- Peter Boross1,
- J.H. Marco Jansen1,
- Simone de Haij2,
- Frank J. Beurskens2,
- Cees E. van der Poel1,
- Lisette Bevaart1,
- Maaike Nederend1,
- Josée Golay3,
- Jan G.J. van de Winkel1,2,
- Paul W.H.I. Parren2 and
- Jeanette H.W. Leusen1⇓
- 1Immunotherapy Laboratory, Department of Immunology, University Medical Center Utrecht, The Netherlands
- 2Genmab, Utrecht, The Netherlands
- 3USC Hematology, Ospedali Riuniti di Bergamo, Bergamo, Italy
- Correspondence: Jeanette H.W. Leusen, Immunotherapy Laboratory KC 02.085.2, Department of Immunology, Lundlaan 6, 3584 EA Utrecht, The Netherlands. Phone: international +31.88.7554268. Fax: international +31.88.7554305. E-mail:
Background CD20 monoclonal antibodies are widely used in clinical practice. Antibody-dependent cellular cytotoxicity, complement-dependent cytotoxicity and direct cell death have been suggested to be important effector functions for CD20 antibodies. However, their specific contributions to the in vivo mechanism of action of CD20 immunotherapy have not been well defined.
Design and Methods Here we studied the in vivo mechanism of action of type I (rituximab and ofatumumab) and type II (HuMab-11B8) CD20 antibodies in a peritoneal, syngeneic, mouse model with EL4-CD20 cells using low and high tumor burden.
Results Interestingly, we observed striking differences in the in vivo mechanism of action of CD20 antibodies dependent on tumor load. In conditions of low tumor burden, complement was sufficient for tumor killing both for type I and type II CD20 antibodies. In contrast, in conditions of high tumor burden, activating FcγR (specifically FcγRIII), active complement and complement receptor 3 were all essential for tumor killing. Our data suggest that complement-enhanced antibody-dependent cellular cytotoxicity may critically affect tumor killing by CD20 antibodies in vivo. The type II CD20 antibody 11B8, which is a poor inducer of complement activation, was ineffective against high tumor burden.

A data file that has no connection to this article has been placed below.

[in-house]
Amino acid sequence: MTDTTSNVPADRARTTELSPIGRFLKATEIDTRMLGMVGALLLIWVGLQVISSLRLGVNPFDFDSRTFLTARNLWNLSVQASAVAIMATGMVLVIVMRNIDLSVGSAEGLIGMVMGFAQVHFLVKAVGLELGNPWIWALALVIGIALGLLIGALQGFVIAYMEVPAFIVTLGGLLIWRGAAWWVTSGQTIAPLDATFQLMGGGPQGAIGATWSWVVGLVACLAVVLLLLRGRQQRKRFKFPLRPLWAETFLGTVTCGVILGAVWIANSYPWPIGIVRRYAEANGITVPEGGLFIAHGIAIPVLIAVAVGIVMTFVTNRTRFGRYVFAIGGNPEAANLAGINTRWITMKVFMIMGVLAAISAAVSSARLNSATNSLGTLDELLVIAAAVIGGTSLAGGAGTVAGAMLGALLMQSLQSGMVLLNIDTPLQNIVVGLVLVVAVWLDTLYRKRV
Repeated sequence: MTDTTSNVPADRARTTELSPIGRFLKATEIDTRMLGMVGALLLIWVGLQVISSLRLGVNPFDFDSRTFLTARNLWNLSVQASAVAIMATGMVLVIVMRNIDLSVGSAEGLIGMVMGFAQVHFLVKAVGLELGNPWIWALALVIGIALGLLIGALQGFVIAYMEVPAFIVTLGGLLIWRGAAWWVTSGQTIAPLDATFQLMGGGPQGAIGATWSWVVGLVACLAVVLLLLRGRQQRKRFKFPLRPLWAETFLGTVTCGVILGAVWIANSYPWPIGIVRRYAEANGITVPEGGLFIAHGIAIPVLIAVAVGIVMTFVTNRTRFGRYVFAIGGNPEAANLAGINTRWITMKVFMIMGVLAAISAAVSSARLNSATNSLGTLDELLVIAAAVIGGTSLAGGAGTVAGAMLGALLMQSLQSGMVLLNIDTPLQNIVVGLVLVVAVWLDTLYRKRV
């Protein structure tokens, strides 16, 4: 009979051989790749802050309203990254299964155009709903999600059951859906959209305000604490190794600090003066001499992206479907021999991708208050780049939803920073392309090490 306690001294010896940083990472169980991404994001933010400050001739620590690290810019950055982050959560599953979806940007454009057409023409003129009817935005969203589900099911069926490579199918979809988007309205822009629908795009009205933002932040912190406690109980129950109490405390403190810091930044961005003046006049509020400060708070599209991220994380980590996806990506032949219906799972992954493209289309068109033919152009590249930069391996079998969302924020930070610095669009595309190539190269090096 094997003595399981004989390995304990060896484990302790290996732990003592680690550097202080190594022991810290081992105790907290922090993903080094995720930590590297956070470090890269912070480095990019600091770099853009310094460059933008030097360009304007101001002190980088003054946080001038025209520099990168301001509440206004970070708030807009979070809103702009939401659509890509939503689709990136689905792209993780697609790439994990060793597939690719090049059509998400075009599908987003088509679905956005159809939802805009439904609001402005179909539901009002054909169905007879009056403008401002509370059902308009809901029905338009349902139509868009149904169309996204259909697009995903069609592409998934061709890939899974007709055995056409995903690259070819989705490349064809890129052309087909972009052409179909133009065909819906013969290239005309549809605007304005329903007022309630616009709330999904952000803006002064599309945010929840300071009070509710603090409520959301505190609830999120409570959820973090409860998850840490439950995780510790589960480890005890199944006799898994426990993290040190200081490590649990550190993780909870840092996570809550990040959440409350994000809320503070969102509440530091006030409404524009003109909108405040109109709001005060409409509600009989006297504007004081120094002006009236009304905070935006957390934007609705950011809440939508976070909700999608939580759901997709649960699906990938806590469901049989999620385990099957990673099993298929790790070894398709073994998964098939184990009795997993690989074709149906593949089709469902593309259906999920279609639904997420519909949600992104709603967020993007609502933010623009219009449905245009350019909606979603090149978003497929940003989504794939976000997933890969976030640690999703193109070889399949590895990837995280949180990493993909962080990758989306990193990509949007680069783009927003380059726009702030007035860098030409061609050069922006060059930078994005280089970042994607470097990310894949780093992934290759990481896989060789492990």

Conclusions Tumor burden affects the in vivo mechanism of action of CD20 antibodies. Low tumor load can be eliminated by complement alone, whereas elimination of high tumor load requires multiple effector mechanisms.
CD20 monoclonal antibodies are widely used to treat follicular or low-grade non-Hodgkin’s lymphoma and chronic lymphocytic leukemia as well as various autoimmune conditions, such as rheumatoid arthritis.1,2 Based on in vitro characterization, two types of CD20 monoclonal antibodies are recognized: type I are able to relocate CD20 molecules into lipid microdomains and efficiently activate complement, whereas type II promote strong homotypic adhesion and induce apoptosis. Both types of CD20 monoclonal antibodies can mediate antibody-dependent cellular cytotoxicity (ADCC).3 The success of rituximab has stimulated the development of second-generation (human) and third-generation (Fc-engineered) CD20 monoclonal antibodies to further improve therapeutic performance. Ofatumumab is a novel human type I IgG1 CD20 monoclonal antibody, which binds to a distinct membrane proximal epitope encompassing both the small and large loops on the CD20 molecule.4–6 Ofatumumab activates complement more efficiently than rituximab, most likely because of its distinct binding characteristics.5 Ofatumumab was recently approved for the treatment of fludarabine- and alemtuzumab-refractory chronic lymphocytic leukemia in the USA by the Food and Drug Administration and in Europe by the European Medicines Agency.7,8 A typical example of type II CD20 monoclonal antibodies is B1, a murine monoclonal antibody that is currently used in the clinic in a radio-labeled form (tositumomab), and that may also be very effective in a non-conjugated form, at least in in vivo mouse tumor models.9